high school students in Hillsborough and Pinellas counties took an Advanced Placement exam this year


students in Florida took an Advanced Placement course in 2004


students in Florida took an Advanced Placement course in 2009.

Despite rampant growth, Advanced Placement classes still impress college admissions officers 05/22/10 [Last modified: Monday, May 24, 2010 11:32am]
Photo reprints | Article reprints

© 2017 Tampa Bay Times


Join the discussion: Click to view comments, add yours

  1. Mexicans dig through collapsed buildings as quake kills 225 (w/video)


    MEXICO CITY — Rescuers found a surviving child on Wednesday in the ruins of a school that collapsed in Mexico's magnitude 7.1 earthquake, one of many efforts across the city to try to save people trapped in debris under schools, homes and businesses toppled by the quake that killed at least 225 people.

    A man is rescued from a collapsed building in the Condesa neighborhood after an earthquake struck Mexico City, Tuesday, Sept. 19, 2017. The 7.1 earthquake stunned central Mexico, killing more than 100 people. [Associated Press]
  2. Construction starts on USF medical school, the first piece of Tampa's Water Street project


    TAMPA — Dozens of workers in hard hats and boots were busy at work at the corner of South Meridian Avenue and Channelside Drive Wednesday morning, signaling the start of construction on the University of South Florida's new Morsani College of Medicine and Heart Institute.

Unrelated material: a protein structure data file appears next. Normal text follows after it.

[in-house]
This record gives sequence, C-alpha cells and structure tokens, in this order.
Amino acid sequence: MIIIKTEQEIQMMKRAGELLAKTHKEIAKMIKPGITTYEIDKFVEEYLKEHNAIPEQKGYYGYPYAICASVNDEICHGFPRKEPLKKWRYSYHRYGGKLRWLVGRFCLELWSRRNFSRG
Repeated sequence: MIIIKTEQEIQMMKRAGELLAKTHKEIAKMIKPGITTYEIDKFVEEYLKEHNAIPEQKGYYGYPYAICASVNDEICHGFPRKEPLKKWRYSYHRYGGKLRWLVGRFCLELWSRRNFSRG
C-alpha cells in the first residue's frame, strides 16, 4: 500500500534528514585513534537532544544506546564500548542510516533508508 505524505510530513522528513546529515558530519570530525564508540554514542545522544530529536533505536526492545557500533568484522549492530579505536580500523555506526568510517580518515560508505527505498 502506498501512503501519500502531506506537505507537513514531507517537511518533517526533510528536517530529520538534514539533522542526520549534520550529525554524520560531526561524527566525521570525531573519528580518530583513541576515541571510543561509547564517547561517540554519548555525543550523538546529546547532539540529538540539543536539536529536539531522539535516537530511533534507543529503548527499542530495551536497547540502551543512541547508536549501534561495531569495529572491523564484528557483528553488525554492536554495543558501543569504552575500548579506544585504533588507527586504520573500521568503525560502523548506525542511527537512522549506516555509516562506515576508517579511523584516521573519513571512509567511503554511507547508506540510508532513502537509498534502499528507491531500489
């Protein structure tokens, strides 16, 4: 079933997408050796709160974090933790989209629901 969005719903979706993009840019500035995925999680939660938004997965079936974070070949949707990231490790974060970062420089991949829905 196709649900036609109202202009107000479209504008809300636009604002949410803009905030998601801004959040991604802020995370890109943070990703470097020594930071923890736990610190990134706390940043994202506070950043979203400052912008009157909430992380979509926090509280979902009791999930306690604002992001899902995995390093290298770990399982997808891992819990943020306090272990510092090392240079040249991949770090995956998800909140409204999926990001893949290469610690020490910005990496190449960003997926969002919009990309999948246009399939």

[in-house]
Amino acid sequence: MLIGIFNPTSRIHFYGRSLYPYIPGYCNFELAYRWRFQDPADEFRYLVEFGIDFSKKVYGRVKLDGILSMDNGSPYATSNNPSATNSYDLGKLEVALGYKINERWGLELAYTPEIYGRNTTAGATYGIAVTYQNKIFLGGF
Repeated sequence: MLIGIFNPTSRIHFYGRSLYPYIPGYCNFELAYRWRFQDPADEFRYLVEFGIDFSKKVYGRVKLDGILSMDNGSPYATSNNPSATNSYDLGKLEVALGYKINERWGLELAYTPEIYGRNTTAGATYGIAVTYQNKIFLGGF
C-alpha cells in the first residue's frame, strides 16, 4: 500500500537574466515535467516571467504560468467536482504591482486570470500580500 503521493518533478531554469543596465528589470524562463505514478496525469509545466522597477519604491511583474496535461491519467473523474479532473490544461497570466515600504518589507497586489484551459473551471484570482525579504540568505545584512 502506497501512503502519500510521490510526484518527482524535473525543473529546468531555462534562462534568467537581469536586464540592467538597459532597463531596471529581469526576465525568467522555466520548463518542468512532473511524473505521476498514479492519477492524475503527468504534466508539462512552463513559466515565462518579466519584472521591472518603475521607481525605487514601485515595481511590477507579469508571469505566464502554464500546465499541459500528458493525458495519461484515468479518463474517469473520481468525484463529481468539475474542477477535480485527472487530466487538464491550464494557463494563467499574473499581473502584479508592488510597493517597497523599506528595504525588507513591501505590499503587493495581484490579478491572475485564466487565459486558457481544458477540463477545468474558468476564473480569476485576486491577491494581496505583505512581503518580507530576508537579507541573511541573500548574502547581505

A rendering shows what the USF Health Morsani College of Medicine and Heart Institute will look like when completed in 2019. Local officials gathered Wednesday to celebrate as construction begins on the facility, the first piece of the Water Street redevelopment area in downtown Tampa. [Rendering courtesy of the USF Health]
  3. Flooded Withlacoochee River nears crest


    The flooded Withlacoochee River neared its projected crest Wednesday, with expectations that the floodwaters will begin to recede by the weekend.

    LUIS SANTANA   |   Times This aerial drone view shows flooding in the Talisman Estates neighborhood along the Withlacoochee River.
  4. Tampa Electric rules, Duke Energy drools, Hillsborough commissioners declare


    TAMPA — The pile on of Duke Energy continued Wednesday in Hillsborough County, where commissioners boasted how quickly most of their constituents had power after Hurricane Irma.

    Duke Energy workers cut tree limbs off a power line on Sept. 11 following Hurricane Irma.
  5. Whatever USF has to say about Temple waits till Thursday


    "The holes were wide open. Anyone could have run through them."

    South Florida Bulls cornerback Mazzi Wilkins (23) intercepts a pass during the second half of the home opener for the South Florida Bulls against the Stony Brook Seawolves at Raymond James Stadium in Tampa, Fla., on Saturday, Sept. 2, 2017. LOREN ELLIOTT   |   Times